Sunday, October 30, 2016

Salomon Undhof Riesling

The world of Riesling is incredibly varied and rich: from dry to sweet, from lean to full-bodied and so on. Austria produces some outstanding examples, and they are quite unique.

Today I am tasting the 2013 Salomon Undhof  Kögl Riesling. The vineyard is located in the Krems region, one of the best in Austria. The vines are grown on southern slopes, consisting of thin chalk layers above crystalline schist.

This is quite a full-flavoured wine, but it is never fruity. Ripe citrus flavours dominate. The wine is quite complex on the palate, with peach, passionfruit, and green olive notes adding to the picture. The mouthfeel is very satisfying, based on the nicely balanced structure. The acidity is non-intrusive, but builds a strong backbone to the wine. Minerality comes through on the dry and lasting finish.

Score: 94/+++

Wednesday, October 26, 2016

Toolangi Emanai

What to do with Viognier? Blending it with Shiraz does not require many grapes, as anything over 5% would dominate the aroma and change Shiraz too much. Bottling it on its own? This is most certainly commercial disaster.

The owners of Toolangi have come up with an interesting idea. The 2015 Toolangi Emanai is a blend of Chardonnay and Viognier, co-fermented. The fruit comes from the Dixon Creek vineyard in the Yarra Valley. The Chardonnay is low cropped and hand harvested. The result is a high quality quaffer. The Viognier adds a bit of an exotic flavour to the Chardonnay. The wine is clean and crisp, with green apple, pear flavours and mild spices. This is a dry wine, with a remarkable mouthfeel for the price. The finish is a bit broad, but this is a bit nitpicking for a wine below $20 per bottle.

I highly recommend this for everyday drinking.

Score: 90/+++

Tuesday, October 25, 2016

Marchand & Burch Mount Barrow Pinot Noir

There are not many Pinot Noirs coming out of Western Australia. It has been suggested all remaining Pinot Noir grapes in Margaret River should be ripped out, as it is too hot. The Great Southern region has a different story, however. Here it is cooler, and it rains more, and there is some elevation.
The Mount Barrow vineyard is the highest vineyard in elevation at 380 meters altitude, and it is south facing - a very different proposition from Margaret River.

The 2009 Marchand & Burch Mount Barrow Pinot Noir is medium-bodied. Raspberry and forest berry flavours dance on the palate. However, savoury notes of forest floor dominate this smooth and soft wine. This wine has a lovely texture, a good line, and silky tannins, sliding along the tongue beautifully.

Score: 95/+++ 

Thursday, October 20, 2016

Tscharke 'The Master' Montepulciano

Montepulciano is a confusing word. It refers on the one hand to the Montepulciano sub-region of Tuscany, on the other to a red grape variety, mainly grown south of Tuscany. In the Barossa Valley, a number of winemakers have become concerned about the impact of climate change and rising temperatures, on the quality of Shiraz and Grenache. Some have started to look for varieties which supposedly can stand the heat better. Tempranillo and Montepulciano are two front runners.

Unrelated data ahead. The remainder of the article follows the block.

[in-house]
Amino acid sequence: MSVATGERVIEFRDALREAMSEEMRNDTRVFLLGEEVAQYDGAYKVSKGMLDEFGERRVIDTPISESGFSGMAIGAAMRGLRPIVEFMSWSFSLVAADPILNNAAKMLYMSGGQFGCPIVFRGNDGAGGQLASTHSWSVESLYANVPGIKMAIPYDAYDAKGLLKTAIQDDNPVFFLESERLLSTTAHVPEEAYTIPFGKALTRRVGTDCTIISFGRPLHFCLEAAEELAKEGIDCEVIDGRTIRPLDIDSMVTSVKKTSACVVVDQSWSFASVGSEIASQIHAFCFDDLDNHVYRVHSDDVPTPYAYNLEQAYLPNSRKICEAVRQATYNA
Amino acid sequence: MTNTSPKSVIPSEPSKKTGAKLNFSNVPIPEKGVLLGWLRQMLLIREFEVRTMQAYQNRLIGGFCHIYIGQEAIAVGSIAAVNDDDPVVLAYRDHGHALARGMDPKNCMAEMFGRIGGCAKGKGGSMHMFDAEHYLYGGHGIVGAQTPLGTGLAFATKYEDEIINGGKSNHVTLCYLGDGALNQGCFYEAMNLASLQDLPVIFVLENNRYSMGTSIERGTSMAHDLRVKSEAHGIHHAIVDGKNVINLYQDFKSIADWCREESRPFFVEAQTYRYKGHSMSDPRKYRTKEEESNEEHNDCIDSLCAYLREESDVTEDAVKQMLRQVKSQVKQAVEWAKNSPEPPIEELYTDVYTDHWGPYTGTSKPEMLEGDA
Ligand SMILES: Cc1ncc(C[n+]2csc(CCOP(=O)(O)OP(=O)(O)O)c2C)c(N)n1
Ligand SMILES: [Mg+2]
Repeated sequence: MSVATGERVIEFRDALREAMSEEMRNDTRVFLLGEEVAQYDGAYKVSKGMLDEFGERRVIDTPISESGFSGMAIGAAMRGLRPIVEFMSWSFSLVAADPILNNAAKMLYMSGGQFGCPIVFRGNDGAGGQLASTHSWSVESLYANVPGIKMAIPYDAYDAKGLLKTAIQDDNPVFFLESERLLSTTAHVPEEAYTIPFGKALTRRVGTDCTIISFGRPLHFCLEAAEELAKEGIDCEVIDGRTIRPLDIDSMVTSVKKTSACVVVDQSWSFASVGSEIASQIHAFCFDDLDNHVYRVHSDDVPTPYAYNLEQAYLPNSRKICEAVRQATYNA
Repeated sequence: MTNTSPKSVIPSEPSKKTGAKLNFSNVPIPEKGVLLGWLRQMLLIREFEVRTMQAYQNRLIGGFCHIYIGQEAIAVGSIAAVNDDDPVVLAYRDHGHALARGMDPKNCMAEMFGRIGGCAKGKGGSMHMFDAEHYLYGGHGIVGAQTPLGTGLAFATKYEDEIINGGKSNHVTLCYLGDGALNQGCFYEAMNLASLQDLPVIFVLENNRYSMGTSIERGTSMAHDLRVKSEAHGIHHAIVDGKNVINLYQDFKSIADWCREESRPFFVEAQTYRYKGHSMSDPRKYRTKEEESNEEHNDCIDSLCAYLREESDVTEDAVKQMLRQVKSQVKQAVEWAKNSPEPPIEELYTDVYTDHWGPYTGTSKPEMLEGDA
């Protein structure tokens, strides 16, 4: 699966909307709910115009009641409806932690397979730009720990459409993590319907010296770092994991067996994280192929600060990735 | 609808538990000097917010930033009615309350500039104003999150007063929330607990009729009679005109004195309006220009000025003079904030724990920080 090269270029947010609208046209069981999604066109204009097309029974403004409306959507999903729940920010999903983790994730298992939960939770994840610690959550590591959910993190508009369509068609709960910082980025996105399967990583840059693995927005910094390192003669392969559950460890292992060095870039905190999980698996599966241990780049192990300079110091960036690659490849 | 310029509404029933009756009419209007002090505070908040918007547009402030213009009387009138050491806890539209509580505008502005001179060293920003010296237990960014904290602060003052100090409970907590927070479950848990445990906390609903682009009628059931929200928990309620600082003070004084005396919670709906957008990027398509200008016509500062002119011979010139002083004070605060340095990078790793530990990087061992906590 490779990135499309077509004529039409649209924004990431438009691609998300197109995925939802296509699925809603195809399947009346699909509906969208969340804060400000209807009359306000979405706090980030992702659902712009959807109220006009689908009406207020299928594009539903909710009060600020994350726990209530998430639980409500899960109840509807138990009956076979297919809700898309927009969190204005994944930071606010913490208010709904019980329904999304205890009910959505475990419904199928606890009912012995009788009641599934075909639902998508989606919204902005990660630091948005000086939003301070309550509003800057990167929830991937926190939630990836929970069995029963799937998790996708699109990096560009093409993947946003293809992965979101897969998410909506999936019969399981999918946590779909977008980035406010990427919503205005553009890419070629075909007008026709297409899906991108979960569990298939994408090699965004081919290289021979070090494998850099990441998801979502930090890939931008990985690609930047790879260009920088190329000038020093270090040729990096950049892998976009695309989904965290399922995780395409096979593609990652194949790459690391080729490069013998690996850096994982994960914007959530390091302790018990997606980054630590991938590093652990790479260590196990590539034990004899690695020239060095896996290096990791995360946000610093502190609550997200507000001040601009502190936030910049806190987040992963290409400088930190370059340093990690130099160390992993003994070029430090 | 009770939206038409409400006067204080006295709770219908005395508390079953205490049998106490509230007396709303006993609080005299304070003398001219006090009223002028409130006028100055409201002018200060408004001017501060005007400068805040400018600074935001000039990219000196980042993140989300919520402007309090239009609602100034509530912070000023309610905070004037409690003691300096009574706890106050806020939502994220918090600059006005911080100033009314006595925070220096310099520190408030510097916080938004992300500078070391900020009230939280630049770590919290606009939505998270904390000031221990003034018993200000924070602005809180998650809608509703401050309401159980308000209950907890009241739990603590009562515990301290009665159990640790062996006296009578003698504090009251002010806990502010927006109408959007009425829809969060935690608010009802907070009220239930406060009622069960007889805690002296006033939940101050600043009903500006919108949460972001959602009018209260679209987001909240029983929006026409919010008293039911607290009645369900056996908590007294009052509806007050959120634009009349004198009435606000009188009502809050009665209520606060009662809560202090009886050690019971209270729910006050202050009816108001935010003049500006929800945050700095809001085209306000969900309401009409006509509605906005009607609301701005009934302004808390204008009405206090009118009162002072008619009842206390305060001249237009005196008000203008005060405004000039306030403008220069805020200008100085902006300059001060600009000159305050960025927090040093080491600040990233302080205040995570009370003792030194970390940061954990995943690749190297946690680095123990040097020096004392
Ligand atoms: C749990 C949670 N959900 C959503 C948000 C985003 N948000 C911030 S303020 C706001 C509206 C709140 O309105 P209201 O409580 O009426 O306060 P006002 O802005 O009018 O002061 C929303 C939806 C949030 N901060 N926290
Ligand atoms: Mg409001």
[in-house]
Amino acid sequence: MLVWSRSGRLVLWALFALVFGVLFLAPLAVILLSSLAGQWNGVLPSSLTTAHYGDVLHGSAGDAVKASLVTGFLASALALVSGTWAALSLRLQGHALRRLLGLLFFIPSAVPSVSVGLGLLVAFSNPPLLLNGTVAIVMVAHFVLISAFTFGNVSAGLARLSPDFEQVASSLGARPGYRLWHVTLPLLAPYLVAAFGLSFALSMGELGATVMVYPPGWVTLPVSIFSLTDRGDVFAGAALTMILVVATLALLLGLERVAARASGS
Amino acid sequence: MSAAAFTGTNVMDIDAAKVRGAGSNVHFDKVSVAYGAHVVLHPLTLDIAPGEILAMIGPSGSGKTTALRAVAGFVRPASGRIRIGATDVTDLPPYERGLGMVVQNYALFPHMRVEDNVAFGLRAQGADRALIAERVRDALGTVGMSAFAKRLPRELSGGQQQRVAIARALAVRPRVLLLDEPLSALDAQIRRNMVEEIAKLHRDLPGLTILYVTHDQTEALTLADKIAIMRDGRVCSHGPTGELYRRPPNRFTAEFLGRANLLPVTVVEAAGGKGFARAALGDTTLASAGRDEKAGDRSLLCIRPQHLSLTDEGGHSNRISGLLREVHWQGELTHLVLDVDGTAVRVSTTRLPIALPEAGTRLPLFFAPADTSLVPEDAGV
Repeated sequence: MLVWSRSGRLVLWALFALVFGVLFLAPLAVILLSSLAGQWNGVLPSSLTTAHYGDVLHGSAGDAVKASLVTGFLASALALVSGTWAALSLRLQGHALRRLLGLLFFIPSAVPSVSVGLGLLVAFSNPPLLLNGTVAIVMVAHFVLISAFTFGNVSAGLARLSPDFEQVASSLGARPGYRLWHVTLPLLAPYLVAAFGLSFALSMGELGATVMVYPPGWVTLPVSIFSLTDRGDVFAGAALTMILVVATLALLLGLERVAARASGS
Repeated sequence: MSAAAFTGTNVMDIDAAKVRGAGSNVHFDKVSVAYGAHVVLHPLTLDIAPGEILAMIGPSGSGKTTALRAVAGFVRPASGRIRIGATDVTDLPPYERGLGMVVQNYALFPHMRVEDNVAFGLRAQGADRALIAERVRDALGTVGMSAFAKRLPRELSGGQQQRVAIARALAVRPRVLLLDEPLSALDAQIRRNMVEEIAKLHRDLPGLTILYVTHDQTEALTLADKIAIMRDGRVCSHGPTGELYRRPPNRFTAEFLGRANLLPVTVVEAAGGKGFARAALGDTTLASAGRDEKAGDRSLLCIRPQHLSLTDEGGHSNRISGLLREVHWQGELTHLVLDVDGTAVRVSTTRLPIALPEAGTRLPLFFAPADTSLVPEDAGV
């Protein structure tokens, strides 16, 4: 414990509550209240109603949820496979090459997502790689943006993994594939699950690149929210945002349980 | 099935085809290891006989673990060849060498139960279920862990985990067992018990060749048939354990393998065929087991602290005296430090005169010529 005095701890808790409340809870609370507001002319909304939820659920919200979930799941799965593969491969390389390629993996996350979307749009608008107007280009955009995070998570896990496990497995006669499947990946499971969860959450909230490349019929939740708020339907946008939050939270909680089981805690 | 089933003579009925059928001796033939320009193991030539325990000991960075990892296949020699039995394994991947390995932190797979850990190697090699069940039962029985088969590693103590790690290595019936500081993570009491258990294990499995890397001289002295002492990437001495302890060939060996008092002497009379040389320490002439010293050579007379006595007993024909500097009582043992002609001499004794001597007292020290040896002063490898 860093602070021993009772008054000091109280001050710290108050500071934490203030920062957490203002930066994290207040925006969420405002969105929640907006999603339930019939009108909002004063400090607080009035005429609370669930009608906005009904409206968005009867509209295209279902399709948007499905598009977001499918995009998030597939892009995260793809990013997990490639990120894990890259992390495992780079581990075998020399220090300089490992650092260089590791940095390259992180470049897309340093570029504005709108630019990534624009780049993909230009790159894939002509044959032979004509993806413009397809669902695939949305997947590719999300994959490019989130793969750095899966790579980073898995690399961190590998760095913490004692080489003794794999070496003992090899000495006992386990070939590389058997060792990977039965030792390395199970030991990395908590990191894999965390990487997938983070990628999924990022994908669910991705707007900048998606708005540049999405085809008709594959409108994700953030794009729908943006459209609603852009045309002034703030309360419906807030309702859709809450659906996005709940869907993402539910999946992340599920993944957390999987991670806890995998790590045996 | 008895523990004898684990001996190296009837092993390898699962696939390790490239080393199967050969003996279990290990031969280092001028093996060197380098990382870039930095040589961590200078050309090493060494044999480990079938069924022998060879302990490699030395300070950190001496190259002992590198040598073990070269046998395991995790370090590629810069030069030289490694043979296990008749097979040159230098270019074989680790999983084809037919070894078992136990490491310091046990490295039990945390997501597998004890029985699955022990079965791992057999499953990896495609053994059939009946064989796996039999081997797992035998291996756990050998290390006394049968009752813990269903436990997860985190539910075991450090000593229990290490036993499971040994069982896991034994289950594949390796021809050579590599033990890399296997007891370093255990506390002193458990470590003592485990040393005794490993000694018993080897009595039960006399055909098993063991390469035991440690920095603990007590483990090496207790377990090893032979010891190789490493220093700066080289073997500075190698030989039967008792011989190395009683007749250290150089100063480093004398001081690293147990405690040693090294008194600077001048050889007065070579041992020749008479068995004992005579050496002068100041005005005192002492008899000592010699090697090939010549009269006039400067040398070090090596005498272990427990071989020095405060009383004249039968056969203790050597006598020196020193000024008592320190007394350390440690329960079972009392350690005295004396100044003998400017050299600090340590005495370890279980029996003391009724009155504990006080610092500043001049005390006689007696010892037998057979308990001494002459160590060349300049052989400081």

Damien Tscharke pursues a two-pronged strategy with the release of traditional Rhône varieties on the one hand, and alternative varieties on the other. I am drinking the 2009 Tscharke 'The Master' Montepulciano. The fruit is nice, but a bit one-dimensional. The wine is quite lean on the finish, and a bit alcoholic (15%).

I am not sure this is the answer to higher temperatures in the Barossa, although one would have to be patient and think in long time frames. Another approach, though, surely, is to pick Shiraz earlier. This variety can ripen in shorter time.

Score: 89/0 

Sunday, October 16, 2016

Spinifex Bête Noir Shiraz

It has been a long time between drinks, so to speak. Sorry about that.

Today, I am reviewing Spinifex's only 100% Shiraz. Peter Schell is the master blender of the Barossa, blending up to about 10 varieties into certain wines. He is reported to have once said: "Before I make a traditional Barossa Shiraz, I am going to shoot myself." No surprise than that his Shiraz is called 'Black Beast'. Should he shoot himself?

The 2009 Spinifex Bête Noir is a full-bodied wine, with very concentrated fruit, but there is also freshness in the wine. Plum and lifted blueberry flavours dominate. This wine has a big mouthfeel, yet it is elegant and smooth as well. The tannins are graceful and well integrated. The finish is pleasant, maybe not as precise as it could have been, with a whiff of alcohol coming through.

Should Peter Schell shoot himself? Well, you would not mistake this wine for a cool climate Shiraz. However, it has a vibrancy which the 'Big Barossa' often lacks. I think he just got away with it.

This is a profound wine in a modern style, which should please many.

Score: 95/+++